Nestling Method

March 18, 2013

A friend gave me a book about baby food when my first child was at that stage. It talked about cooking, pureeing, and freezing food in ice cube trays so when you need to feed baby, you have the perfect amount. I know a lot of people who do this.

It also talked about when baby is older and you need to freeze larger amounts of food, put the food in baggies (just cheap, sandwich bags) and nestle them in a large freezer bag. That way, they are already in individual portions and the only big expense is the one freezer bag.

I have taken this information and run with it. I never actually used it for baby food but I use it for EVERYTHING else.

BEANS: I do not like buying beans (or anything, for that matter) in a can. There are a LOT of things in the can besides beans. Besides, beans in a bag are way cheaper. Because we eat a mainly vegetarian diet at home, we eat a good number of beans.

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So, here’s what I do:

      1. Soak the beans overnight
      2. Rinse them the next day
      3. Put them in a pot of fresh water
      4. Bring to a boil
      5. Boil for 30 min or so
      6. Rinse in a colander w/cold water
      7. Let them come to room temp
      8. Scoop 15oz (about 2 cups), which is how much a typical can of beans is, into a cheap sandwich bag (not the zip kind – the kind that fold over)
      9. Nestle sandwich bags into a gallon freezer bag.
      10. Place in freezer on ‘beans/meat’ shelf

Now, when you have a recipe where you need a can of beans, take a sandwich bag out of the freezer in the morning to let thaw, and you’re good to go. The only ‘work’ you do is that first day and you have 8-9 cans-worth of beans on hand for a 2lb bag of beans ($1.98). Cheap, easy, AND healthy!

One gal freezer bag with 6-2cup bags, one with 2-2cup bags. The bowl has 2c beans for that night's supper.

One gal freezer bag with 6-2cup bags, one with 2-2cup bags. The bowl has 2c beans for that night’s supper.

COLESLAW: Shred a whole, medium cabbage ($1.37) and 2 carrots (1lb bag organic is $1.12) w/the food processor. Mix in a big bowl with salt & pepper.

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Fill sandwich bags w/coleslaw, nestle in a freezer bag! The bowl is for our dinner tonight of sloppy joes (made with mashed chickpeas and pinto beans instead of meat), roasted potatoes, coleslaw, and creamed kale.

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I bought a medium cabbage and filled the bowl and sandwich bags with about 2.5 cups because we like it so much. When I first started making it, I only did a cup & a half. As our taste buds have grown (don’t give up on picky eaters!), the kids have asked for more and more. We are also a family of seven so if you are a smaller family, you could get a lot more than 5 meals out of one cabbage and two carrots. Either way, I spent less than $2 on all of the ingredients and got FIVE meals out of it! Not bad at all!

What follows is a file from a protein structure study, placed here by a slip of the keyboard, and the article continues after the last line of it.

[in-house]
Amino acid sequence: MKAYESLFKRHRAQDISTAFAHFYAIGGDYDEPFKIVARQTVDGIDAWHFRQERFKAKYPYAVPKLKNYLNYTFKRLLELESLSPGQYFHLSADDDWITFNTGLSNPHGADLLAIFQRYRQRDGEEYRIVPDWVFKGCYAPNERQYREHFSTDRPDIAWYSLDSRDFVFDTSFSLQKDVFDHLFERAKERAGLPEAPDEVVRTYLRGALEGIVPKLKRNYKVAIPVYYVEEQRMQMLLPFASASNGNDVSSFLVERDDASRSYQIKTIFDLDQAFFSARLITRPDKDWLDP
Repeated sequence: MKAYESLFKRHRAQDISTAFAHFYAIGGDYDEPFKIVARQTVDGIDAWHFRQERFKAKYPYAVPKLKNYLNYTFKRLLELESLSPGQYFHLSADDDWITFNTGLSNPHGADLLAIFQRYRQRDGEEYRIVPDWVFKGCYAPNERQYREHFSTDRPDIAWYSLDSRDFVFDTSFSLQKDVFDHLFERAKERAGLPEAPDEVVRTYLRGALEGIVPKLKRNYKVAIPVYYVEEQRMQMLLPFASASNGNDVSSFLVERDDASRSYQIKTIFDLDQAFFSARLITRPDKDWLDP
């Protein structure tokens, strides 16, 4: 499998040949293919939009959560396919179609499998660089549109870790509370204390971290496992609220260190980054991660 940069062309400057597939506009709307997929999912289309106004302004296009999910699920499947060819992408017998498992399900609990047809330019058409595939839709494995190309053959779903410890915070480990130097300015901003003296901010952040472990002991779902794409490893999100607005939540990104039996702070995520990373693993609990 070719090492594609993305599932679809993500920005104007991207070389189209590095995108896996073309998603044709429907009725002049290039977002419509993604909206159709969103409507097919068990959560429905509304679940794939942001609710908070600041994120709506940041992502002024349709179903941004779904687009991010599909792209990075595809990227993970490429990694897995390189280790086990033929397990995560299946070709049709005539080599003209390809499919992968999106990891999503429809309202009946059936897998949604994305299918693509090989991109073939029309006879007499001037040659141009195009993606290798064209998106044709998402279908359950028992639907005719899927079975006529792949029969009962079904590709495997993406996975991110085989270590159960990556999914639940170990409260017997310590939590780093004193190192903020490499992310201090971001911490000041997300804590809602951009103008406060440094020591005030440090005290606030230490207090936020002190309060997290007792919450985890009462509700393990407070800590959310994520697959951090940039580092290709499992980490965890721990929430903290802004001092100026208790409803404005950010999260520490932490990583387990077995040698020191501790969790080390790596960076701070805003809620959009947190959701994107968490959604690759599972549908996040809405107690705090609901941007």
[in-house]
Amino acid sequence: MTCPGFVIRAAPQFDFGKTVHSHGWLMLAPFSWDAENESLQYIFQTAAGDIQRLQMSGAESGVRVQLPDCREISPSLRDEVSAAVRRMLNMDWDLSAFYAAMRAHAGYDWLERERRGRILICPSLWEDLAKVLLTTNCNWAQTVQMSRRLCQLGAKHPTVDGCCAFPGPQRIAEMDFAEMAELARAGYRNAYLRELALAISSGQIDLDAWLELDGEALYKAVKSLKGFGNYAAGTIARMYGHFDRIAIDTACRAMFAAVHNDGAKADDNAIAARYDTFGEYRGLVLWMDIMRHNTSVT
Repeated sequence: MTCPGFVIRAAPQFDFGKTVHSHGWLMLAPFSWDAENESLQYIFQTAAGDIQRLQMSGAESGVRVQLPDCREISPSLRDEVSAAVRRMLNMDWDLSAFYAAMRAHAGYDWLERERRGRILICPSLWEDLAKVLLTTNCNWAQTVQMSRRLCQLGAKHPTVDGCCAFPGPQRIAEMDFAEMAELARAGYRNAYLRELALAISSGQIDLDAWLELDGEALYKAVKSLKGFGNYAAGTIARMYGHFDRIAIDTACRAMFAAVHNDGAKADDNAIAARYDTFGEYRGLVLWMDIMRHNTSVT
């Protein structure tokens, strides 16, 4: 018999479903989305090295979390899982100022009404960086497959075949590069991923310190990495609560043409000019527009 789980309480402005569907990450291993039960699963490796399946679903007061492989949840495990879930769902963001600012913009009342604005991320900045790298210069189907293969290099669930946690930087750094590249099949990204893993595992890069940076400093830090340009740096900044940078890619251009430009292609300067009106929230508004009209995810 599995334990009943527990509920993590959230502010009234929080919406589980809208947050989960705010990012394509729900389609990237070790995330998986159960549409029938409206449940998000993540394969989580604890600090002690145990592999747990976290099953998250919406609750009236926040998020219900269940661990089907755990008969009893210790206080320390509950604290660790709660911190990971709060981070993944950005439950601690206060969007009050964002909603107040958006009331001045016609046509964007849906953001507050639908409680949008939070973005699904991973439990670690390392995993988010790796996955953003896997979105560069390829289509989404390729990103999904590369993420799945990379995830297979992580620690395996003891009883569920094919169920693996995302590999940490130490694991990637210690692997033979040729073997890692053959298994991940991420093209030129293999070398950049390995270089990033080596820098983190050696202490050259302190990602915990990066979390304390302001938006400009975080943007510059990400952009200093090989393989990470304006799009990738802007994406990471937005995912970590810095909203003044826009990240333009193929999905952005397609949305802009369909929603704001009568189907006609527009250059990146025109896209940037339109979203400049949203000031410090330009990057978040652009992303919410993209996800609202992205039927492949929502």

You only get the food processor messy one time! When you want to have coleslaw, take it out of the freezer in the morning to let it thaw, press it in a sieve (to get excess water out) then add mustard & mayo. Viola! Yummy, easy, cheap, HEALTHY coleslaw! (Just look at the ingredients in a container of coleslaw the next time you’re in the store) 😛

SMOOTHIES (yes, smoothies!): I used to make smoothies every morning for the kids…then I bore the lightest. sleeper. EVER. I make breakfast for the kids before they get up but one little noise and the baby is UP = no more morning smoothies.

Freezing locks all of the nutrients in so all you have to do is make a big batch of smoothies, pour 8oz into a zipping sandwich bag, and nestle those flat into a freezer bag. I have learned 1st hand, if you just stack them like other, dryer food, the bags kind of intertwine and it is difficult to get them apart.

The night before, take the bag out of the freezer and you have your super healthy smoothie on the way to work – it is sometimes more like a slushie but it is still good and nutritious! 😀

We drink such a large amount of smoothie (family of 7 here) that we just stick a huge batch in the gallon freezer bag (w/o portioning it out) but you will have to decide what works for your family.

And the list goes on and on. Pumpkin puree (frozen in 2c portions for pancakes)…Spinach out of the garden (frozen fresh – no need to cook – in portions enough for a smoothie…smoothie is going to be cold anyway – sticking frozen spinach in it is not going to mess anything up!)…

I am linking to Simple Lives Thursday, as this truly can simplify your life! This is once a month freezer cooking minus spending a WHOLE day making casseroles (yuck!)

What food do you freeze? Have you ever tried this? How else do you save money when preserving your harvest?


8 thoughts on “Nestling Method

  1. Janet M

    Freezing coleslaw? I had no idea you could do that. Guess I would have realized you could freeze the carrots, but thought the cabbage would turn to water. Is it still crunchy?

    1. Janet M

      Thanks I’ll give it a try! I see to always be letting half a head of cabbage go to waste, and don’t like that. I’m also planting some this year and this will really help. Could use it as salad or in soups!

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